Chinese less favorable to Australia amid strained ties: GT poll
About one-fourth see Canberra as political, ideological threat than economic partner
Published: Jun 23, 2021 01:03 AM
How do Chinese people view China-Australia ties? Infographic: Deng Zijun/GT

How do Chinese people view China-Australia ties? Infographic: Deng Zijun/GT 


The latest Chinese public opinion poll on Australia conducted by the Global Times Research Center showed that the Chinese people have a less favorable attitude toward Australia, and more than 40 percent consider Australia a threat on military, politics and ideology rather than an economic partner, while the two-way favorable attitude between China and Australia is expected to further decline in 2021. 

The survey was conducted online by the Global Times Research Center and the Australian Studies Center of Beijing Foreign Studies University from June 11 to 15, with market survey firm DATA100 collecting 2,067 respondents in 10 Chinese cities from people aged between 18 and 70. The latest poll also mirrored vision of Australians toward China based on the 2020 Lowy Institute Poll, as the Global Times survey took some questions from the Lowy Institute's survey as reference. 

The average Chinese attitude toward Australia turned out to be 55.6 points - on a scale of 0 to 100 - in the poll, amid deteriorating China-Australia relations, dropping from 65.3 points from 2020 when the Global Times Research Center did a similar survey for the first time. 

Such decline was also in line with the Australian survey results as the Lowy Institute Poll in 2020 showed the feelings of the Australian public toward China on a scale of 0 to 100 fell sharply in 2020 to 39.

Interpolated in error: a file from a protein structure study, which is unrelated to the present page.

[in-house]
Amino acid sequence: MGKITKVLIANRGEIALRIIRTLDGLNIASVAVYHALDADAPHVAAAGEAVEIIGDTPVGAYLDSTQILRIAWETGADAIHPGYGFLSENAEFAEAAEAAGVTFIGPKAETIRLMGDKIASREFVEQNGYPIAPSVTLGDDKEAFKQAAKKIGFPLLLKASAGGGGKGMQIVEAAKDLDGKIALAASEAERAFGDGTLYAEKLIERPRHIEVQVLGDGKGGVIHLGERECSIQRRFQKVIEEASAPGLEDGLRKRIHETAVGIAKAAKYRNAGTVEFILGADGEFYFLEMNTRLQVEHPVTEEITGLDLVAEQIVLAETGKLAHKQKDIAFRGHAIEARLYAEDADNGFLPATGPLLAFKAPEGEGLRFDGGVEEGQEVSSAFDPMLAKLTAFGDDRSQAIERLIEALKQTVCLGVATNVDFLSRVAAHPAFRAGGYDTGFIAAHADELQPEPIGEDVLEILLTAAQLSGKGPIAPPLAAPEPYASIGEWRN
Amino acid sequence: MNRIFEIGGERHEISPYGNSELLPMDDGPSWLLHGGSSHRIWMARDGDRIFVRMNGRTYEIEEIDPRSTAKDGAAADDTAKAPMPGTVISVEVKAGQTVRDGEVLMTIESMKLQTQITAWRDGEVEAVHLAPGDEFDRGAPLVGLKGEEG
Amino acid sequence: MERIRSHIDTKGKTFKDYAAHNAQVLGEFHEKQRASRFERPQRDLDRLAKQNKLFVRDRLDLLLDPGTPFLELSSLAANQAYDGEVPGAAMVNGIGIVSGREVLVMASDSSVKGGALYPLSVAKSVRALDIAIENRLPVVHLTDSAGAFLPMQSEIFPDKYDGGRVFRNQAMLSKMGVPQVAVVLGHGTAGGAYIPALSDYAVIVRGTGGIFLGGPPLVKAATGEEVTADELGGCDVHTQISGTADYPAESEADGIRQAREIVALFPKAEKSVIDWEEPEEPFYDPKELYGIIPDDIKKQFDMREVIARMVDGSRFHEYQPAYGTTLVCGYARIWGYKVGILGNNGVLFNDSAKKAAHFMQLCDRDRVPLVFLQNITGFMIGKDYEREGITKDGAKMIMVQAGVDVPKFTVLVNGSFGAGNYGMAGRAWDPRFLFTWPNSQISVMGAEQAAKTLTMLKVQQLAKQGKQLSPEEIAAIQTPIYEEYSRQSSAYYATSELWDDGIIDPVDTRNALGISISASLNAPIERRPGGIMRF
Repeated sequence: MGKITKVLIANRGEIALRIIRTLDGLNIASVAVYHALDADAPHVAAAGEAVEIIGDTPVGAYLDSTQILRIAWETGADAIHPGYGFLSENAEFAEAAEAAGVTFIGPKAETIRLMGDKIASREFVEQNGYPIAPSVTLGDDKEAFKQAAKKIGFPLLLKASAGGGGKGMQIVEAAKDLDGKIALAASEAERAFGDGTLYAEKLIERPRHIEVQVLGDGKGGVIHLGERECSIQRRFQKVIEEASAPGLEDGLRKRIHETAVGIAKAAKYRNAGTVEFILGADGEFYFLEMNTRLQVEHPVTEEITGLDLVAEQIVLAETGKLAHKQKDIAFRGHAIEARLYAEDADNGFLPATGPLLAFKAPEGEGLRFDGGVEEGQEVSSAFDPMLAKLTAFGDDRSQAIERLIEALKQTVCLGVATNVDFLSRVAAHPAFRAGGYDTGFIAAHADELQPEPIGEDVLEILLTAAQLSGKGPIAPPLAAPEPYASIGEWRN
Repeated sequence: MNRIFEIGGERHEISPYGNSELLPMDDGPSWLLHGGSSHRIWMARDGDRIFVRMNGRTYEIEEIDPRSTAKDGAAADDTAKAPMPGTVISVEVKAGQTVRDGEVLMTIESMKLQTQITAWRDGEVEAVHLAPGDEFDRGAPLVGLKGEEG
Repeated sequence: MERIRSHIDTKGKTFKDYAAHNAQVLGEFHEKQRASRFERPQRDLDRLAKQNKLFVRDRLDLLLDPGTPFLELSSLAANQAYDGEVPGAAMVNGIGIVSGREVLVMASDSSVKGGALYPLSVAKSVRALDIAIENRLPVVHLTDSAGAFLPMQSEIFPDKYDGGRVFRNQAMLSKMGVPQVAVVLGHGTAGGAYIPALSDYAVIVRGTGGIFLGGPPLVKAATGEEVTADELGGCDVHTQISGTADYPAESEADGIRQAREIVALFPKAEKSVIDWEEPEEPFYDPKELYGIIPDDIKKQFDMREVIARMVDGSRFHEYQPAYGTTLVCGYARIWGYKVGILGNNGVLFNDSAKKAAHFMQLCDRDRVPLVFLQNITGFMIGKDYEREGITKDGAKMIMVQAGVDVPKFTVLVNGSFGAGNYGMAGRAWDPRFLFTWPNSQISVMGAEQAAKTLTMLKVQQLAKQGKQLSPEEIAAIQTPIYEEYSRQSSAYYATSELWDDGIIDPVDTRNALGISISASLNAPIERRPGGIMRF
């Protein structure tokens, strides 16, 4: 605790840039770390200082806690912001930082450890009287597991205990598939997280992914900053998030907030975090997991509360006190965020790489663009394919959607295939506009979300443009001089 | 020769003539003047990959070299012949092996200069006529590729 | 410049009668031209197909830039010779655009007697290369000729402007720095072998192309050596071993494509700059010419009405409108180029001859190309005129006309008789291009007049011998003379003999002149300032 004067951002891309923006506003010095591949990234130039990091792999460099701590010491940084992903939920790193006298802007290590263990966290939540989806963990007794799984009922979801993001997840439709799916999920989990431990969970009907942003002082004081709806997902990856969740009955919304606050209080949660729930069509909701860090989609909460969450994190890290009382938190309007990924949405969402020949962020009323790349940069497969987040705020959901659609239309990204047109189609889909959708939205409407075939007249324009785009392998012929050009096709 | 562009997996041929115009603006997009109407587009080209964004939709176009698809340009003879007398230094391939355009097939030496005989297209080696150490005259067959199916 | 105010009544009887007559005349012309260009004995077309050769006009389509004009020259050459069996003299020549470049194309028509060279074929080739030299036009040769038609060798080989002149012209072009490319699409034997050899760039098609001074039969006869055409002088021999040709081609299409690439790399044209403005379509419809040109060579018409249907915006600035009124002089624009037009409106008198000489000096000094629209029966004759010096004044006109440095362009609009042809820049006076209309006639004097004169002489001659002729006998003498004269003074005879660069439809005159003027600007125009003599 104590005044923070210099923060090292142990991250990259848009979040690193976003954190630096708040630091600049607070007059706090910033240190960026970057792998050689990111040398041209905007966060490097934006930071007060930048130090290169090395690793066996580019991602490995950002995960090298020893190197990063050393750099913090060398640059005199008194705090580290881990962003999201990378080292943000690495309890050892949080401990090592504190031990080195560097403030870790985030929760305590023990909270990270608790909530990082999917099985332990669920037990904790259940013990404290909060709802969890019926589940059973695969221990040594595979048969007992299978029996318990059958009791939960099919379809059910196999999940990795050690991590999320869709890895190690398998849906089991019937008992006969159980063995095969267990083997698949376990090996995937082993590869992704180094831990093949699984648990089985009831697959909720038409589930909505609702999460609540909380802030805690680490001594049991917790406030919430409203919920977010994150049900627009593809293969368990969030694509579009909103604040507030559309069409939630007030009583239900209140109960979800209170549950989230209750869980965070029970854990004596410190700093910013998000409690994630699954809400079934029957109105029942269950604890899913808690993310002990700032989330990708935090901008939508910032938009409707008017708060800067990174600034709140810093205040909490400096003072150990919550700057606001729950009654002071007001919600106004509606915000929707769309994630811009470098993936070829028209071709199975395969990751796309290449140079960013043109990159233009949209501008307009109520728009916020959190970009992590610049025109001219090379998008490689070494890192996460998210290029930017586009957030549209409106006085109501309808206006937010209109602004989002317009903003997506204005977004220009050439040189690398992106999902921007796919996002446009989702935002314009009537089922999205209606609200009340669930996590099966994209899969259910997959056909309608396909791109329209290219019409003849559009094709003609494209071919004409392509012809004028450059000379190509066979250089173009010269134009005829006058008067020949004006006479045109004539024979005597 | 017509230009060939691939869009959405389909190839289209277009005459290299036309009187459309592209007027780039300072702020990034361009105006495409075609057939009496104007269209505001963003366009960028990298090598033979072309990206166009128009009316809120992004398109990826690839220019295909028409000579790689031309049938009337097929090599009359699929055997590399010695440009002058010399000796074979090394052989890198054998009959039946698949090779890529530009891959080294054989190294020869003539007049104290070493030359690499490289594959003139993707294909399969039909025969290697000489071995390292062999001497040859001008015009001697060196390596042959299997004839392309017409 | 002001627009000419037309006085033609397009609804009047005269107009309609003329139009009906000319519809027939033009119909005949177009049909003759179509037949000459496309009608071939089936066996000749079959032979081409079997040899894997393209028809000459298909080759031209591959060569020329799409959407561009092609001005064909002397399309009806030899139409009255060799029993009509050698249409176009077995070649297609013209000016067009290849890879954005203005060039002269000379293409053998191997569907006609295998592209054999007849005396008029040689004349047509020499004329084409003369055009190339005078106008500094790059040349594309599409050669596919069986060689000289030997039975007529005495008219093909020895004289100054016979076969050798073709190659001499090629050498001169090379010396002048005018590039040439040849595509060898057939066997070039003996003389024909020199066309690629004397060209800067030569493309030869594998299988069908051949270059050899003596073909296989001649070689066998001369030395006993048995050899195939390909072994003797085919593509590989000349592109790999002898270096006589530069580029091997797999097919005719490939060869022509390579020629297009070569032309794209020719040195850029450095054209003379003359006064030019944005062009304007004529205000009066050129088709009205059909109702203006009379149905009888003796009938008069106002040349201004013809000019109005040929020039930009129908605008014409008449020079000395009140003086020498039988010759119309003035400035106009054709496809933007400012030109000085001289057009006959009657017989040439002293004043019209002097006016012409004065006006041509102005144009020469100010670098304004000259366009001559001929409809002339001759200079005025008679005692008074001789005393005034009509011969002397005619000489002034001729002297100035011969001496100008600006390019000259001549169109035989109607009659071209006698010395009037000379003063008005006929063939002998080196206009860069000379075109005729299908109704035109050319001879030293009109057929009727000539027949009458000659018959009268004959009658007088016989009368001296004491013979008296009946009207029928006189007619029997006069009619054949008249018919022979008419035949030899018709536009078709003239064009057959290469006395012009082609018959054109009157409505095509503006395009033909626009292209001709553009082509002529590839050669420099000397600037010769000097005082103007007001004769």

The deteriorating impression on each other from people in the two countries mirrors souring bilateral ties. People viewed each other more negatively in the latest polls, and the trend continued this year, which shows that Australia's China bashing and the country's rising anti-China sentiment have sparked this negative trend, Chen Hong, a professor and director of the Australian Studies Center of East China Normal University, told the Global Times on Tuesday. 

"Australia singlehandedly has to be responsible for such simmering public opinion. Australian media and politicians have been smearing and criticizing China on every front, be it economy, COVID-19 or other issues. Yet Australia has been less frequently mentioned in Chinese publications," Chen said. 

Australia-China relations hit a tough road over the past year, as the two major economies in the Asia-Pacific had been entangled in a growing diplomatic and trade row due to anti-China sentiments fueled by some of Canberra's politicians. From hyping allegations on China's interference, to pushing forward a so-called independent review of the COVID-19 origins, to tearing up a formal Belt and Road Initiative deal, relations between China and Australia have become fraught, with observers saying such growing tension with China results from Australia's lack of political wisdom.